Impact of Queuing Schemes and VPN on the Performance of a Land Mobile Radio VoIP System
Land mobile radio (LMR) systems are used for communication by public safety and other government and commercial organizations. LMR systems offer mission-critical or even life-critical service in the day-to-day activities of such organizations. Traditionally, a variety of different LMR systems have been deployed by different organizations, leading to a lack of radio interoperability. A voice application that connects LMR systems via a packet-switched network is called an LMR Voice over IP (LMRVoIP) system and is a potential solution to the interoperability problem. LMRVoIP systems are time critical, i.e., are delay and jitter sensitive. Transmission of LMRVoIP traffic in a congested packet-switched network with no quality of service (QoS) or priority mechanisms in place could lead to high delays and extreme variations in delay, i.e., high jitter, thus resulting in poor application performance. LMRVoIP systems may also have performance issues with the use of virtual private networks (VPNs). To the best of our knowledge, there has been no prior thorough investigation of the performance of an LMRVoIP system with different queuing schemes for QoS and with the use of VPN. In this thesis, we investigate the performance of an LMRVoIP system with different queuing schemes and with the use of VPN.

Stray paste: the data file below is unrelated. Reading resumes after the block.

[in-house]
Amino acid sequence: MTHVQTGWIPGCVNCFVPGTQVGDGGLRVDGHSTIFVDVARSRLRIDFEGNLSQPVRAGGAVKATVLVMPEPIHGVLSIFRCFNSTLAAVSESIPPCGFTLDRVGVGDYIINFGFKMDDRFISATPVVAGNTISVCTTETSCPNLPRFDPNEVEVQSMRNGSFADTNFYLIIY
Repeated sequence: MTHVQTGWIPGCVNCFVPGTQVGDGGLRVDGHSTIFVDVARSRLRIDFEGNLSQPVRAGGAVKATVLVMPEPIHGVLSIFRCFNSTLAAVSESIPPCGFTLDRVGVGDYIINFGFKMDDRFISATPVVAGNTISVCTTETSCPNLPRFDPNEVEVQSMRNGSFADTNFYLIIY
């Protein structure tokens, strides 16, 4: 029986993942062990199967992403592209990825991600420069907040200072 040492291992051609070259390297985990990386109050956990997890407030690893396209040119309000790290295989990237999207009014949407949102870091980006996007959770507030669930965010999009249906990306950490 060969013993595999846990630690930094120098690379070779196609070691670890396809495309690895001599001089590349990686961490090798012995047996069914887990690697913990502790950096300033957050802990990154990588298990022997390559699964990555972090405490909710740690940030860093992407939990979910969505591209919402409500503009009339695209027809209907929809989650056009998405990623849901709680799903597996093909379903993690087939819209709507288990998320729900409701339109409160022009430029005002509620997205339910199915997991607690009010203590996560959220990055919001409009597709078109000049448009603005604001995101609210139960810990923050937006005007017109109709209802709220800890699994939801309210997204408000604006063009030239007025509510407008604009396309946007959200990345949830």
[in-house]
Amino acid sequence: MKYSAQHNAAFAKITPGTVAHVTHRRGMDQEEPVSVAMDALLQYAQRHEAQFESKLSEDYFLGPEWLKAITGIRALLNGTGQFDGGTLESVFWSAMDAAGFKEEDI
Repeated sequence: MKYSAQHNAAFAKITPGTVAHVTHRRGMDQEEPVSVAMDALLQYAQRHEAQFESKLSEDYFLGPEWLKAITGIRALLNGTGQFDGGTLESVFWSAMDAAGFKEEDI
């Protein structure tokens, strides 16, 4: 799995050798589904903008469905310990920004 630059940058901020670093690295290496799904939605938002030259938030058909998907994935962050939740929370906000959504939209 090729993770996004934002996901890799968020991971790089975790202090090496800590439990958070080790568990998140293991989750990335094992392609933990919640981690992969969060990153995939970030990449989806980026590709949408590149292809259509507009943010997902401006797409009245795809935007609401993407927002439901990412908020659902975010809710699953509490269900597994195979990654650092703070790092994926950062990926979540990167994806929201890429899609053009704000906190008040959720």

An experimental test bed was created to evaluate four QoS queuing schemes: first-in first-out queuing (FIFO), priority queuing (PQ), weighted fair queuing (WFQ), and class-based weighted fair queuing (CBWFQ). Quantitative results were obtained for voice application throughput, delay, jitter, and signaling overhead. Results show that, compared to a baseline case with no background traffic, LMRVoIP traffic suffers when carried over links with heavy contention from other traffic sources when FIFO queuing is used. There is significant packet loss for voice and control traffic and jitter increases. FIFO queuing provides no QoS and, therefore, should not be used for critical applications where the network may be congested. The situation can be greatly improved by using one of the other queuing schemes, PQ, WFQ, or CBWFQ, which perform almost equally well with one voice flow. Although PQ has the best overall performance, it tends to starve the background traffic. CBWFQ was found to have some performance benefits over WFQ in most cases and, thus, is a good candidate for deployment.
The LMRVoIP application was also tested using a VPN, which led to a modest increase in latency and bandwidth utilization, but was found to perform well.